Director: Matt Ruskin
Cast: Lakeith Stanfield, Nnamdi Asomugha, Natalie Paul, Amari Cheatom, Marsha Stephanie Blake, Nestor Carbonell, Bill Camp, Zach Grenier, Josh Pais
MPAA Rating: (for language, some sexuality/nudity and violence)
Running Time: 1:34
Release Date: 8/18/17 (limited); 9/1/17 (wider)
Review by Mark Dujsik | August 31, 2017
Based on the true story of a man who was wrongfully imprisoned for a murder that he didn't commit, Crown Heights has little to say about the man, his over-two-decade fight to be exonerated, or what he went through in prison. The movie has even less to say about the prison system itself or the reasons a legal system would allow such a miscarriage of justice to occur.
As written and directed by Matt Ruskin (adapting a two-part piece from "This American Life" by Anya Bourg), the story of Colin Warner (played in the movie by Lakeith Stanfield) has been transformed into a routine melodrama that focuses on what happened, instead of why and how it happened. Even then, it's not particularly effective, given that Colin's time behind bars—beginning with a years-long trial that results in a 15-year-to-life sentence—is, in relative terms, hastily depicted over the course of the movie's 90-or-so-minute running time.
There's little sense of the weight of time passing here, and neither is there an understanding of the context of the legal and judicial systems that would target Colin specifically for this crime. Ruskin clearly doesn't want to ruffle any feathers, so any racial prejudice that played a role in the real Warner's arrest and incarceration are omitted.
The cops here seem eager to throw the book at Colin, an immigrant from Trinidad, out of a sense of certainty that he shot a man in broad daylight on the street of the Crown Heights neighborhood of Brooklyn, despite hearing from unreliable witnesses and arresting the man who actually committed the crime. The trial is a railroad proceeding, filled with faulty testimony and a plea deal that could save Colin, although that means the man who actually killed someone would have to own up to it. During sentencing, the judge offers a mildly apologetic acknowledgment that the system likely messed up big time in this case.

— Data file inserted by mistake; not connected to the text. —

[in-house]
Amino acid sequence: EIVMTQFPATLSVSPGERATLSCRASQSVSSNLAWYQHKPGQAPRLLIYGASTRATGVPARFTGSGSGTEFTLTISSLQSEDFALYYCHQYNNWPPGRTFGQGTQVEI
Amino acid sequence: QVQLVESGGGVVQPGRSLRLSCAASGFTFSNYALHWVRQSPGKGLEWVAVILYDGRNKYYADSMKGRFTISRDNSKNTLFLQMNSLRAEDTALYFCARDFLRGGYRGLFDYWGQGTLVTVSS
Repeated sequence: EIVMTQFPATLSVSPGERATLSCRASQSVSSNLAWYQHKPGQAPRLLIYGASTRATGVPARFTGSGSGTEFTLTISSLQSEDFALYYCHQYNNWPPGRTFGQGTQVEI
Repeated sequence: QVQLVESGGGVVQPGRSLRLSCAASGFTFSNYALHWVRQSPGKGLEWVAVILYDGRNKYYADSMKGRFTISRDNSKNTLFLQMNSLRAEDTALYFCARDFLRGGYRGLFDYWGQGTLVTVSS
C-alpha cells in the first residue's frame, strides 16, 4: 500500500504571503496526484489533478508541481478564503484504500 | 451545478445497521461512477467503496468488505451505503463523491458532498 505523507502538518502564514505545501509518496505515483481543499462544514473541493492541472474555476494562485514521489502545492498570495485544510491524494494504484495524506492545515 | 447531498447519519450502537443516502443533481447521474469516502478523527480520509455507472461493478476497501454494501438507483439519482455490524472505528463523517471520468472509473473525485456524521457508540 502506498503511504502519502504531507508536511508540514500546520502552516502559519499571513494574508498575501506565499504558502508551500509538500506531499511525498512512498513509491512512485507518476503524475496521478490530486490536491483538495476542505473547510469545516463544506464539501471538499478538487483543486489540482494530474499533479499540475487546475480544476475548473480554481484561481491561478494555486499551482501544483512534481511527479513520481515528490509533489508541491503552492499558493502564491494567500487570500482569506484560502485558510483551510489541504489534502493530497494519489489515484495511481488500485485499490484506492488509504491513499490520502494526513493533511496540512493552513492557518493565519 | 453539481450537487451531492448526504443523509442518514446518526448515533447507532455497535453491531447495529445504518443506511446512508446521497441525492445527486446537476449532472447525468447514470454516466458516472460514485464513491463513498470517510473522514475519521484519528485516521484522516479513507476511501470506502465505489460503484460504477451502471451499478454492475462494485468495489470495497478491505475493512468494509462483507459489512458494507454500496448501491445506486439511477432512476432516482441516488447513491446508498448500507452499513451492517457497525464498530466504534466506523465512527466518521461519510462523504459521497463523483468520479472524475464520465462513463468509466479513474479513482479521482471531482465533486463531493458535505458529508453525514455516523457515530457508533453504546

In Ruskin's portrayal, this is simply one of those terrible things that just happens to happen to people for no particular reason. There's no overt or even subtle racism in the motive of anyone here, and there's little hint of it anyone else in the movie, either (Speeches about crime from elected officials—from three Presidents to one New York state governor—retain the undertones of racial bias that they always possessed, but that's about it).
About half of the story takes place outside of prison, as Colin's best friend and, later, brother-in-law Carl "KC" King (Nnamdi Asomugha) raises money, does some research, and hires an attorney (played with understated authenticity by Bill Camp) for Colin's appeal. The other half is devoted to Colin's time in prison, with titles appearing every so often to assure us that, yes, time has passed, even if it doesn't feel like it.
Because the narrative takes place in a contextual vacuum, it's up to the actors to give us any reason to care, beyond the face-value injustice of it all. The leads are quite good in their respective roles. Without much of a character beyond the one molded by this situation, Stanfield has the difficult task of showing how Colin transforms from a scared young man to a hardened prisoner to a wiser man who is willing to accept his fate, as long as he can maintain his innocence—even if doing so prevents him from receiving an early release.
Asomugha displays compassion and intelligence in a role that becomes saddled with plenty of homegrown melodrama, as his wife Briana (Marsha Stephanie Blake), also Colin's sister, worries that KC is spending too much time trying to free Colin—again, her brother. Ruskin's screenplay doesn't give the two main actors much of a friendship with which to work, meaning that Asomugha has the impossible task of playing the character and representing the bond between the two men. The stronger relationship is between Colin and his friend/later-to-be wife Antoinette (Natalie Paul), but even that coupling is rushed to where it needs to go through a series of letters.
The movie feels like the first draft of a story, waiting for the substance, context, and insight to be added as the writing process progresses. We've seen these stories before, and as depressing as it is to note yet another failed chapter of the United States legal system, Crown Heights doesn't add anything to the conversation, except vague outrage that such a thing happened to this man. It's not nearly enough.
Copyright © 2017 by Mark Dujsik. All rights reserved.
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